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  1. #1

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    how can one develop a decent photograph at grade 1 or 2?

    honestly, i've been asking this myself for quite some time now. and reading all that talk on here about the low gradations and that the zone system is there to make negatives printable at grade 2.
    i can't get a decent black at grade 1 or 2. i usually start at grade 3 and print at 4 most of the time, many times at 5.
    i've done my fair share of zone system testing and while my negatives aren't perfect, i don't think they are that far off.
    i get good shadow detail at low gradation, but it's all a mushy grey. looks awful to my eye. grade 4 looks way better, better separation, sharper and deep blacks.

    i'd have to add, i like the prints of w. eugene smith a lot and think that's what a good print should look like. so i am a fan of contrasty images. but is this the answer? or is there something wrong with my process?

    btw. does someone know at which grade w.e. smith printed his work? i tried to find out, but couldn't find any info on that.
    according to his article in "darkroom" by lustrum press, he used polycontrast f paper (from kodak, i think). this seems to be variable contrast paper, so i doesn't say anything about the grade he printed at.

  2. #2
    David A. Goldfarb's Avatar
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    The paper grade will depend on the contrast of the negatives, the paper, the developer, the light source, the degree of enlargement, and potentially the lens and other factors like fog and reflection in the darkroom.

    If you find you always need grade 3, there is nothing wrong with that. If you want to target your negs to grade 2, then increase your film development time. If you always have to print at grade 4, then you might run out of room at some point, so it would be better to find a film development time that produces negs that print well at grade 2 or 3.

    If you shoot 35mm, there is a case for targeting to grade 3, because a thinner negative will show less grain.
    flickr--http://www.flickr.com/photos/davidagoldfarb/
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  3. #3
    Ole
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    I can't answer, but I generally use grade 2 or 1. Rarely 0, extremely rarely 3.

    I generally use unfiltered MC for test prints, and graded for final prints.

    I get enough contrast and separation, and my blacks are certainly black enough. Maybe I just develop more?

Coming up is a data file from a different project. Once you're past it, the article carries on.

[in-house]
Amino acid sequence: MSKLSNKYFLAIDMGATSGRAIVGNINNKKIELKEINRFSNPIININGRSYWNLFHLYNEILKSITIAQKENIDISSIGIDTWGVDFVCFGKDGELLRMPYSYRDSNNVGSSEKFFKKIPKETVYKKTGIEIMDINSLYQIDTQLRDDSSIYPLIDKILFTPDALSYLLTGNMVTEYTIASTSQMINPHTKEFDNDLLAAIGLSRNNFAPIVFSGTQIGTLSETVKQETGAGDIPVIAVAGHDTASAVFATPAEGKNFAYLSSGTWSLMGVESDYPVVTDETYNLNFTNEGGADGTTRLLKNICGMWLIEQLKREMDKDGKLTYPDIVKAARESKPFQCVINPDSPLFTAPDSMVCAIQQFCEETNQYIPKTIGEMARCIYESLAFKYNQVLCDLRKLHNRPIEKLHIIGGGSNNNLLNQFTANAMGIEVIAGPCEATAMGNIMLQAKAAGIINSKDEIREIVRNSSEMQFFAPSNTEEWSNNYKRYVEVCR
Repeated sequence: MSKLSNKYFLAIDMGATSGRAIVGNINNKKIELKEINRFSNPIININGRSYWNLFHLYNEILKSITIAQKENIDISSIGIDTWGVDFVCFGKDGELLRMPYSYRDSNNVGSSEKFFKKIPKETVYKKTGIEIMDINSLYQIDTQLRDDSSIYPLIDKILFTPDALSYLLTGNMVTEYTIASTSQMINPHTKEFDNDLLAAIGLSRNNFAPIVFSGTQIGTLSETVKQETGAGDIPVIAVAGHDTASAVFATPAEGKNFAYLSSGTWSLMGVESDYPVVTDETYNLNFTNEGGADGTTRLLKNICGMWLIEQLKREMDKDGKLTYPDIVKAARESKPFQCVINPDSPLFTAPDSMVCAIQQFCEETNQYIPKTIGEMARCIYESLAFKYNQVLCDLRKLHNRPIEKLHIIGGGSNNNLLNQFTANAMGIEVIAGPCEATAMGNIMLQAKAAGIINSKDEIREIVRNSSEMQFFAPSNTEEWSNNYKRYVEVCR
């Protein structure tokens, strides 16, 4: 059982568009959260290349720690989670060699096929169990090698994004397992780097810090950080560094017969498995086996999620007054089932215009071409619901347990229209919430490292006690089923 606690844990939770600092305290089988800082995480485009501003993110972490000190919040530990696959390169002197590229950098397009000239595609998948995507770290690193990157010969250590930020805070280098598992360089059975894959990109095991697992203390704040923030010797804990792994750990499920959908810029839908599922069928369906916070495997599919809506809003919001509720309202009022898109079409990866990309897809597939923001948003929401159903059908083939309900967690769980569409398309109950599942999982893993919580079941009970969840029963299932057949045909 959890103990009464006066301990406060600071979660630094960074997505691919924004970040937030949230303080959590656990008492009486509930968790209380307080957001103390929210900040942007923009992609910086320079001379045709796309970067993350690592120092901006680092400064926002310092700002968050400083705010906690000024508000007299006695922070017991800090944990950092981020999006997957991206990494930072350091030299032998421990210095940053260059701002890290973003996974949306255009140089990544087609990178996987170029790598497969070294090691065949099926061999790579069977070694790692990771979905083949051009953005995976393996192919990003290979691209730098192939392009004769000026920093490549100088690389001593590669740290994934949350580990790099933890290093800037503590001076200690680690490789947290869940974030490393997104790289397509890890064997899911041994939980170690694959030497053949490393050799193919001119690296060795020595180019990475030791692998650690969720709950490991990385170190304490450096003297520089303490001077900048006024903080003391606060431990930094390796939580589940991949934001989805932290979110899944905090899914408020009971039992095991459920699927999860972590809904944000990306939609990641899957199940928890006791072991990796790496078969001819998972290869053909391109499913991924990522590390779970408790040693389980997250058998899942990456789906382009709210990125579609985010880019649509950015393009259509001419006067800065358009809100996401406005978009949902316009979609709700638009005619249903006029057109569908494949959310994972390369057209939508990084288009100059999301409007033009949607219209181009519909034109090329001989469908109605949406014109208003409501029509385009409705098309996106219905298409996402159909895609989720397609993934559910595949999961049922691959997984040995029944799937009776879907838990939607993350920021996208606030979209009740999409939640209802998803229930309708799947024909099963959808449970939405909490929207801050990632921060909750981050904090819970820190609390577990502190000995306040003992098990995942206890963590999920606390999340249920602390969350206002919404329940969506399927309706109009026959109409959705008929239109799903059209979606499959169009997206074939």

-- Ole Tjugen, Luddite Elitist
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  4. #4

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    maybe it's the water here.
    my development times are usually a lot longer than those suggested on the box or at internet sources (digitaltruth, unblinkingeye...).
    i develop trix at 200asa for 9,5minutes in hc110 dil. H.
    and 400asa for 17min. -- for n-development.
    (although i don't agitate much, 3 inversions every 3 minutes)

    i should run a test using distilled water.

    edit: thanks for the replies & suggestions.
    Last edited by phritz phantom; 12-21-2006 at 03:55 PM. Click to view previous post history.

  5. #5
    Ole
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    I don't use Tri-X, I don't like the negatives it gives me...

    But with FP4+, Hp5+, APX100, Delta 100, Efke 25 and 50 I just follow the instructions for Ilfotec HC (at the moment) or any other developer. I usually give about 10% extra since my 35mm/MF enlarger has a diffuser (colour) head; but now I've got in the habit so I do the same with LF films which are to be printed in a condenser enlarger. I feel I get better results when taming a "slightly high" contrast than when I try to force life into a flat negative.

    I'm not saying this is the correct way to do it, only that this is the way I prefer to work.
    -- Ole Tjugen, Luddite Elitist
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  6. #6
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    Quote Originally Posted by phritz phantom View Post
    maybe it's the water here.
    my development times are usually a lot longer than those suggested on the box or at internet sources (digitaltruth, unblinkingeye...).
    i develop trix at 200asa for 9,5minutes in hc110 dil. E.